W3C home > Mailing lists > Public > public-rdf-dawg@w3.org > July to September 2004

Syntax modifications

From: Seaborne, Andy <andy.seaborne@hp.com>
Date: Mon, 9 Aug 2004 16:31:31 +0100
Message-ID: <E864E95CB35C1C46B72FEA0626A2E80803985245@0-mail-br1.hpl.hp.com>
To: public-rdf-dawg@w3.org


We do not have to pin it down yet but concrete syntax matters in expressing
testcases.  It is helpful to have a syntax that can express the range of
testcases and then evolves as the draft evolves.

In the initial strawman, there was no graph nesting : graph patterns resided
in clause level only so there was only a restricted form of pattern
combination.  The requirements on the language (particularly
3.13/Disjunction but also 3.6/Optional Match ifnested optionals are allowed)
suggests two or more graph patterns can be combined. Enforcing only top
level disjunction is a burden on the application writer.  Similarly,
optional nested matches would need syntax for graph patterns and ways to
combine such patterns.


Proposal (this is a loose description for comment, not a formal definition):

1/ Graph "patterns" are grouped by {}

2/ A pattern is a list (set) of elements, interpretted as a
conjunction of elements.

3/ Elements are:
   + patterns
   + triples, no parenthesises, with trailing dot to terminate/separate
     (Not allowing N3 style ; and , for the moment).
   + Constraints, relaxing the separation between
     triple pattern and constrinats but retaining
     the familiar mathematical syntax.
     Leaves open whether 
   + optional sub patterns

4/ Graph patterns can be combined with OR (and AND)

Other:

5/ Prefixes don't have to be defined last, but can occur before use.
    The only reason for making them first is because it is nice to have
    SELECT/CONSTRUCT/DESCRIBE/ASK first

6/ Constraints: mix with triple patterns, with or without outer ().

I have mocked it up in javacc and have parsed the examples below.  The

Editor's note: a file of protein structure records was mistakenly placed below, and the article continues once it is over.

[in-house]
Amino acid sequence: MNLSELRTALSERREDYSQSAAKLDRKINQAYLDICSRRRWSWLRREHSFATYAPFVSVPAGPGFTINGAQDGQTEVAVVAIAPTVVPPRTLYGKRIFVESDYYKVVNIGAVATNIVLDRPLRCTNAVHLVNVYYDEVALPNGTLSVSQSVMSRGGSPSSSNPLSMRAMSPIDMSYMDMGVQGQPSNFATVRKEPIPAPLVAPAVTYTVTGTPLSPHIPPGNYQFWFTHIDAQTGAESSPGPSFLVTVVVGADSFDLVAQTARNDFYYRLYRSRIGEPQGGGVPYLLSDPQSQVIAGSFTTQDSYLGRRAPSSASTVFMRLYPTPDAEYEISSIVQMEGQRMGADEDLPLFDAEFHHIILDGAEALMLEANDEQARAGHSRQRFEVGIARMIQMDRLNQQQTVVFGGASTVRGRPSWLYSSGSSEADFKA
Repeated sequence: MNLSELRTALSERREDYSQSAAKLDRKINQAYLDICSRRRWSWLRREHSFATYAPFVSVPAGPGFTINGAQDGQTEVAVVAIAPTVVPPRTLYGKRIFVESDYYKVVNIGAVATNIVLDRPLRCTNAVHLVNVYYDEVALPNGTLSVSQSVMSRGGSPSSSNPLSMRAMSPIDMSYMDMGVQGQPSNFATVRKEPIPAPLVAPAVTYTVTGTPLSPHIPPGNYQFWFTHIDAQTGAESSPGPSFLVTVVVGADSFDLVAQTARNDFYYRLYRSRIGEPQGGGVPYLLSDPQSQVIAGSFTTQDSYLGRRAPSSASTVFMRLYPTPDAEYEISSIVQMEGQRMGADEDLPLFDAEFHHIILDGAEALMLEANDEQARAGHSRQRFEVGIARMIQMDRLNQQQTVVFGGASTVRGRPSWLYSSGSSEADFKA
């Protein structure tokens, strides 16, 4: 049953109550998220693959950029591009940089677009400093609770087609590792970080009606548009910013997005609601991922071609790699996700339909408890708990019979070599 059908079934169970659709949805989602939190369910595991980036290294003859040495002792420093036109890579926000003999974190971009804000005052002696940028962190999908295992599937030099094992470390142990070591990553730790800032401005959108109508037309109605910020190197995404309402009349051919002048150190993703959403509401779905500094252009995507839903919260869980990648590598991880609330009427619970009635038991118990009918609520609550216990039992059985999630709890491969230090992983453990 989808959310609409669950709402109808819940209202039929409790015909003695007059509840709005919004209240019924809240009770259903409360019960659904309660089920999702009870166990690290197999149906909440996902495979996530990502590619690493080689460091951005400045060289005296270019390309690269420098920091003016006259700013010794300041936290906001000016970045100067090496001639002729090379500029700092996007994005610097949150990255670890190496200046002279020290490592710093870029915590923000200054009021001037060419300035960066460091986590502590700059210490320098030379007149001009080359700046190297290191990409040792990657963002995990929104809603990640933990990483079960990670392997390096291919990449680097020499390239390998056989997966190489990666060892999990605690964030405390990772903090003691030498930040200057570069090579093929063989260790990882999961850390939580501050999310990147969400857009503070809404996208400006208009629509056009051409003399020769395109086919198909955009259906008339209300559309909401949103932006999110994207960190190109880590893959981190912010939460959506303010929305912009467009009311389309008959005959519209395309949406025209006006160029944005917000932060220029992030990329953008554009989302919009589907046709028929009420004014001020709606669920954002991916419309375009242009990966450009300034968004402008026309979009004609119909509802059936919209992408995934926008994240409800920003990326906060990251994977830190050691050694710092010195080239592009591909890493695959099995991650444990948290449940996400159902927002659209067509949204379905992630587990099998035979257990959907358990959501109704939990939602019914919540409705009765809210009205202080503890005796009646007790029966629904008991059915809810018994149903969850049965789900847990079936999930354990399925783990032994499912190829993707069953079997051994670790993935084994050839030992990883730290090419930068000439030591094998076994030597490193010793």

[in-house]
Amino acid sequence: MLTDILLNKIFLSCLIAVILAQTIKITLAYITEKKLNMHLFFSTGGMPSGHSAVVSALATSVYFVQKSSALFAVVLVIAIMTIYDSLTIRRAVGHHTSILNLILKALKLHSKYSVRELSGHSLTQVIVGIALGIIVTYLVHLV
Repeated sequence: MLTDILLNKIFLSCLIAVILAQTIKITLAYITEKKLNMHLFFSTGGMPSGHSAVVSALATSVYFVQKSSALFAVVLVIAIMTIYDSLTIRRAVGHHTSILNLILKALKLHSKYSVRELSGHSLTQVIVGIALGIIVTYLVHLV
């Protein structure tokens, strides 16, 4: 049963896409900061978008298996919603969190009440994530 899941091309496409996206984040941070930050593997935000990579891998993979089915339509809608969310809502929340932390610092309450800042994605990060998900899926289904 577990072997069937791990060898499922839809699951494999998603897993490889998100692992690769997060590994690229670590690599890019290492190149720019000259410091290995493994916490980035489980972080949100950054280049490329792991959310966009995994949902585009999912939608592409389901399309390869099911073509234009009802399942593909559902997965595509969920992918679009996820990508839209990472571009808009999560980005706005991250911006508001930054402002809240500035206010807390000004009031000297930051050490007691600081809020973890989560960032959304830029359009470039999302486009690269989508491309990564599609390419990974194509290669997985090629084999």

amount of change in the parser is fairly small because the tokenizer didn't
change - it was just a matter of writing grammar rules.  The impact on the
prototype execution engine will be wider, mainly due to the "OR".  (What I'm
not clear on is the whole (non-syntax) issue of more complex queries and
mapping to SQL technologies.)

Examples:

SELECT * WHERE { ?x ?y ?z }
SELECT * WHERE { ?x ?y ?z . }
   Trailing . is optional
   WHERE is actually unnecessary for a grammar.

SELECT ?name ?mbox
PREFIX foaf: <http://xmlns.com/foaf/0.1/>
WHERE  { ?x  foaf:name  ?name .
         ?x  foaf:mbox  ?mbox }

SELECT ?name ?mbox
PREFIX foaf: <http://xmlns.com/foaf/0.1/>
WHERE  { ?x foaf:name  ?name .
         OPTIONAL { ?x  foaf:mbox  ?mbox } }

Could use [] for optional:
SELECT ?name ?mbox ?shoe
PREFIX foaf: <http://xmlns.com/foaf/0.1/>
WHERE  { ?x foaf:name  ?name .
         [ ?x  foaf:mbox  ?mbox .
           ?x  foaf:shoeSize  ?shoe ]
       }

Depending on what the outermost grammar production is (element vs pattern),
we require outer {} or not for things like OR:

// Outer rule is "element"
SELECT * WHERE { ?x :p ?z } OR { ?x :q ?z }

// But this is a bit confusing
SELECT * WHERE { ?x :p ?z . { ?a :a ?x } OR { ?a :a ?x } }

// Outer rulke is "pattern"
{} at all times
SELECT * WHERE { { ?x :p ?z } OR { ?x :q ?z } }

SELECT * WHERE { ?x :p ?z .
                 { { ?a :a ?x } OR { ?a :a ?x } }
               }

SELECT * WHERE { ?x :p ?z . ?z < 42 }
SELECT * WHERE { ?x :p ?z . ?z < 42 . ?a :q ?z }

With javacc, lookahead gloablly 1 (but locally 2 for optional things like
trailing dots and allowing commas in various places), I found this works.

We could mandate outer () on expressions:

SELECT * WHERE { ?x :p ?z . (?z < 42) }

Personally, I prefer leaving layout to the application writer, ie. don't
mandate outer ().

It is possible to write strange queries like "OR {}", "WHERE OPTIONAL {}"
but I suggest we keep a fully general grammar for now and leave aside
whether to ban any non-queries in the grammar until have a full set of
semantics for the query language.  We can then decide on grammar
enhancements to make things clearer.

     Andy
Received on Monday, 9 August 2004 15:31:58 GMT

This archive was generated by hypermail 2.3.1 : Tuesday, 26 March 2013 16:15:20 GMT